In my experience, work typically plays one of three roles in the pursuit of a meaningful life:

1. Work as a source of meaning

It’s hard to create meaning without facing challenging obstacles and achieving worthwhile goals. For many of us, work is the easiest place to find those things. Whether it’s investing the hours in mastering a craft or getting a life-changing product into the hands of millions of customers, work can be a tremendously fulfilling endeavor.

That said, it’s easy to get lured away from meaningful work by empty rewards. The modern workplace is designed to deliver rewards that seem valuable but are in fact quite empty. Winning status through promotions and raises may feel good in the short term, but rarely creates a sense of lasting meaning.

Be cautious when choosing which people and organizations to affiliate with. Your dedication will make you a desirable teammate, and potential partners will want to fill your head with visions of the accomplishments and impact you can have by working with them. Find your own north star and aim to work with those who can help you pursue it.

To retain your motivation, immerse yourself in stories of people who used their work to accomplish great things. Surround yourself with peers who are driven to do the same. If you can keep going when the going gets tough, the real rewards will come.

2. Work as an enabler of meaning

For most of history, people did not see their work as meaningful. Instead, they saw activities like raising children and caring for relatives as the stuff that made life worth living. Work simply supplied the resources to make those things possible.

However, as work has gained more prominence in our modern lives, personal pursuits can easily get overshadowed by the professional sphere. Part of work’s power comes from the incentives it offers. Earning higher salaries and promotions often provides more immediate rewards than the longer-term joys of child-rearing. Our modern society also gives people more status for their work milestones than what they accomplish outside of work. These rewards will make it tempting to surrender your time to work or turn your extracurricular activities into economic pursuits. Keep in mind what matters to you so you don’t allow it to become subservient to work’s powerful draw.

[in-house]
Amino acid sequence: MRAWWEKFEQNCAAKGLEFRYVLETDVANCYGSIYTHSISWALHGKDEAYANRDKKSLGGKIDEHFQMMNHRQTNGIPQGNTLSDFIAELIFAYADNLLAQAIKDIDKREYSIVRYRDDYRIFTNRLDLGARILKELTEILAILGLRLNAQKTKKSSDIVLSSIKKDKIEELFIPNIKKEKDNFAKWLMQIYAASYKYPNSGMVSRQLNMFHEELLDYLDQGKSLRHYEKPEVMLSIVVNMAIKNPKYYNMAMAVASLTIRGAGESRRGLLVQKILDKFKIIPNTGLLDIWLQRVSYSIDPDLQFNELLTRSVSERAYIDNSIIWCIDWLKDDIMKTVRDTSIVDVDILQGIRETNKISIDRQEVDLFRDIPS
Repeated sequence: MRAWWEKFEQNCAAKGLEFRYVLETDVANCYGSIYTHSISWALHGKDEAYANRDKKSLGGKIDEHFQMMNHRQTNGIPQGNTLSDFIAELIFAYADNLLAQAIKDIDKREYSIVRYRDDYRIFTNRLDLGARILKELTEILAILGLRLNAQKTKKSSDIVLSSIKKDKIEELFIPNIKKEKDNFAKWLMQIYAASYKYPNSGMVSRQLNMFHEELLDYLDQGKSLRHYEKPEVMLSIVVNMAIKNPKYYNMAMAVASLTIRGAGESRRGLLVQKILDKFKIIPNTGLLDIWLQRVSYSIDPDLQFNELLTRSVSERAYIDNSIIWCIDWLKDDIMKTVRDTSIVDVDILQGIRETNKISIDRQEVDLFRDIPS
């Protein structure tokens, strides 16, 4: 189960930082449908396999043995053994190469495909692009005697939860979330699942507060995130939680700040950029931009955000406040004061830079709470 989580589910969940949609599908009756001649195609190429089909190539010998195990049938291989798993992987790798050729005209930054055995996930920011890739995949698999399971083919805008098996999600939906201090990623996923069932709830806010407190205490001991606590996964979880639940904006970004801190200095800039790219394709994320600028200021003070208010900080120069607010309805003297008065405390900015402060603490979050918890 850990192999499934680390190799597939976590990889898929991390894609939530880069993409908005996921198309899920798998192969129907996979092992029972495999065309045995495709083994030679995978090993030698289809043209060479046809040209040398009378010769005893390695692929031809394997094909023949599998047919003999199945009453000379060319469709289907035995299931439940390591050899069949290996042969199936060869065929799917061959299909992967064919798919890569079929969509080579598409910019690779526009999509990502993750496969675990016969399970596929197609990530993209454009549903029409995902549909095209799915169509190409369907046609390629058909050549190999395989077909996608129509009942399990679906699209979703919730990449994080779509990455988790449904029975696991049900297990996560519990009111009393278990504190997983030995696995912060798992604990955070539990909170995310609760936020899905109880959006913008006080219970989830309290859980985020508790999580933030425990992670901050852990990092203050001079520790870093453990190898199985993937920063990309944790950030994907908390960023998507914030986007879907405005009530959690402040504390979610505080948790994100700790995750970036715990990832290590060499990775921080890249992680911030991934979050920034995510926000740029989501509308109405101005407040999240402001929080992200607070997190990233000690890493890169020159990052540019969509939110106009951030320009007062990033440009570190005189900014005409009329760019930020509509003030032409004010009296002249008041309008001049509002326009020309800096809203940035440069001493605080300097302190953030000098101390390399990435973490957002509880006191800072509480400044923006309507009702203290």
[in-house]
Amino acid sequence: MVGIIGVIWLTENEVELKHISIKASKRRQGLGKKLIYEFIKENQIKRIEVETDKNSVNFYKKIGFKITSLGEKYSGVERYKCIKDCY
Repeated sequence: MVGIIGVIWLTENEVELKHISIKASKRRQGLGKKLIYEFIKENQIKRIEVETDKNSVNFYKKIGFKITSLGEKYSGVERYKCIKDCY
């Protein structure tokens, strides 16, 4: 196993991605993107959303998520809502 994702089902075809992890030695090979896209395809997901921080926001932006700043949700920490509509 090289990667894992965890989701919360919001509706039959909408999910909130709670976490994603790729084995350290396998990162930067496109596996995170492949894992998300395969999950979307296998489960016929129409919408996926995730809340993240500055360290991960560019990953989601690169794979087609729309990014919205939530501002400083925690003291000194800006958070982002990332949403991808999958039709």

3. Work as part of your portfolio of meaning

This is both the most common strategy and also the hardest to pull off. If you allow it, work will overtake everything else in your life. There is always more money to be earned. Always more status to be gained. Some days you’ll feel like you are competing with those who derive all their meaning from work and falling short. On other days you will be jealous of people who find their meaning from activities outside of work. However, just like when investing your money, a portfolio strategy is likely your best option.

To prevent work from taking over, find ways to get incremental goal fulfillment from your extracurricular activities. I found that the best way to prioritize writing was to commit to publishing this newsletter every month. Watching the follower count tick up gives me an incentive that rivals the rewards of work. Take this strategy with whatever you care about. Set goals for your health, your family, or your craft and reward yourself for accomplishing them.

Be diligent about setting boundaries. When you’re pursuing important activities outside of work, put your laptop away, and turn Slack notifications off. Just because you get offered a job with more responsibility and a fancier title doesn’t mean it’s a good idea to take it. While juggling multiple meaningful activities may be challenging, your life will ultimately be much more robust if your eggs are in multiple baskets.


It’s okay if you don’t know which strategy makes sense. I’ve changed mine more than once. And, while a portfolio strategy seems right for the time being, that could change when Ash and I start a family.

I’m also far from perfect at living up to my ideals. I consistently fail at prioritizing the things and people that matter to me. Particularly over the past few months, it’s been nearly impossible for me to keep work from seeping into every free block of time.

But what’s important isn’t perfection. It’s making an effort to be deliberate about what gives your life meaning and prioritizing it. While it’s easy to assume that the narratives in your head are guiding you in the right direction, don’t be so certain. To find what truly matters you may need to reexamine your own story to understand your best path forward.

Perhaps you’ll be lucky enough to find work that aligns with what gives your life meaning. Or maybe you’ll decide to merely work in the service of your passion. But no matter what road you pick, make sure you’re writing your own story.

Thanks to Ash, Justin, Liz, and Sachin for sharing feedback on early drafts of this.